In the ensuing discussion, Dobrynin asserted that Syrian forces are in Lebanon under Arab League mandate and questioned whether the [Page 169] Government of Syria had undertaken any commitment to withdraw them. I reminded Dobrynin that we considered the Lebanese Government sovereign in this matter. Shifting his ground, Dobrynin said that Israel might attack Syria and asked whether we could give any guarantee concerning Israeli behavior. I replied that guarantees were not the issue; we would continue to work for peace and were urging the Soviets to exercise their influence in a constructive manner. Finally, I told Dobrynin that we had no evidence of Israeli preparations for an attack on Syria and asked if the Soviets had any such evidence. Dobrynin did not reply directly, but said that, if the U.S. could achieve an agreement for the withdrawal of Israeli forces from Lebanon, this would improve the situation.

  1. Source: Reagan Library, Executive Secretariat, NSC Country File, Europe and Soviet Union, USSR (05/02/83–05/06/83). Secret; Sensitive. In a May 5 action memorandum to Dam, Burt wrote: “In accordance with usual practice, we have prepared appropriate reports on today’s meeting with Dobrynin for your approval.” Attached to Burt’s memorandum were: “1) a memorandum to the President on today’s meeting with Dobrynin; 2) a cable to the Secretary and Ambassador Hartman on the INF discussion; and 3) a separate cable to the Secretary and interested posts on the Middle East discussion.” (Department of State, Executive Secretariat, S/S, Memorandum of Conversations Pertaining to the United States and USSR Relations, 1981–1990, Lot 93D188, Reagan/Shultz/Dobrynin plus Shultz or Dam/Dobrynin in Washington, D.C. February–May 1983) In a May 10 memorandum to Clark, Lenczowski wrote: “Acting Secretary Kenneth Dam has sent the President a memcon of his meeting with Dobrynin. (Tab A) Your cover memorandum to the President (Tab I) briefly summarizes Dam’s memo but adds no further comment. The only comment the memo might deserve is that it demonstrates yet again how fruitless most of our dialogue with the Soviets really is. This is not to say that the dialogue is politically worthless to the United States: the mere fact that we can say we are talking to the Soviets is beneficial. But it is to say that the President’s policy of general caution in dealing with the Soviets and avoiding putting too large an investment in this dialogue in hopes of achieving a true peace with the Soviets is a wise and far-sighted policy.” (Reagan Library, Executive Secretariat, NSC Country File, Europe and Soviet Union, USSR (05/02/83–05/06/83)) Clark wrote “I agree,” and he initialed his approval that the memorandum be forwarded to the President. Reagan initialed Clark’s May 16 covering memorandum, which forwarded Dam’s May 5 memorandum.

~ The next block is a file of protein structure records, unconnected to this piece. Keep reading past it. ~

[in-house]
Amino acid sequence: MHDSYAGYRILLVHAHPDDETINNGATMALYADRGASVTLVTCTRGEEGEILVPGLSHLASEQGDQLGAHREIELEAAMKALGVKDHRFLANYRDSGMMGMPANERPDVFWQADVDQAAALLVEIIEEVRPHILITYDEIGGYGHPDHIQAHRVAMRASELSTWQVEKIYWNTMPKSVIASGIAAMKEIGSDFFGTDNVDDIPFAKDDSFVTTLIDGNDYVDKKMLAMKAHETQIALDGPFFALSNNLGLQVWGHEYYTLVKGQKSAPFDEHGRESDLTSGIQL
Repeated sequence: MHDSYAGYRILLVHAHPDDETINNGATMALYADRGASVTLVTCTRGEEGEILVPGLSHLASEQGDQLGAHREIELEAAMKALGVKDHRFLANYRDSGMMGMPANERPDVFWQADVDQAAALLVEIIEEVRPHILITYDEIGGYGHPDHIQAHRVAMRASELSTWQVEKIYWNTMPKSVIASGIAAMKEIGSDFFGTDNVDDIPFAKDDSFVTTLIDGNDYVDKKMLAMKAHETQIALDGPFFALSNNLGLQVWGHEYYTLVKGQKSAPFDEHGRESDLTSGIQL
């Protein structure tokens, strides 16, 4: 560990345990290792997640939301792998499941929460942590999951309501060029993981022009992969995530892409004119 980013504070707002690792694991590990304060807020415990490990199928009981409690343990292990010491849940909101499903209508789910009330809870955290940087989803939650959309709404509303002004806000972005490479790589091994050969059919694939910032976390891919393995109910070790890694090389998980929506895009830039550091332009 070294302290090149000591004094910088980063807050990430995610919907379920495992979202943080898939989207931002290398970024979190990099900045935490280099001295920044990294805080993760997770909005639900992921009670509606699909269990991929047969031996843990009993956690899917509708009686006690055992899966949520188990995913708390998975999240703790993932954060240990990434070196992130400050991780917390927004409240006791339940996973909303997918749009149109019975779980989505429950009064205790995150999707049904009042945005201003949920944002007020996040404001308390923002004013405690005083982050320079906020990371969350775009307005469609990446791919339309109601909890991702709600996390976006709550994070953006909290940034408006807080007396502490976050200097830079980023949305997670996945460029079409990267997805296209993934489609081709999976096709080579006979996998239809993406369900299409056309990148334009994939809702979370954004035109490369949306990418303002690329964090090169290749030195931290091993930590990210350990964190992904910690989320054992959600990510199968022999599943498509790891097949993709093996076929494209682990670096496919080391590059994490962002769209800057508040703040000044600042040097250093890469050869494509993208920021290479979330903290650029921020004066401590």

2. See Document 48. For the Secretary’s questions, see Document 45.
  3. Andropov made this proposal in a May 3 speech in Moscow. For extracts of his speech, see Documents on Disarmament, 1983, pp. 389–391.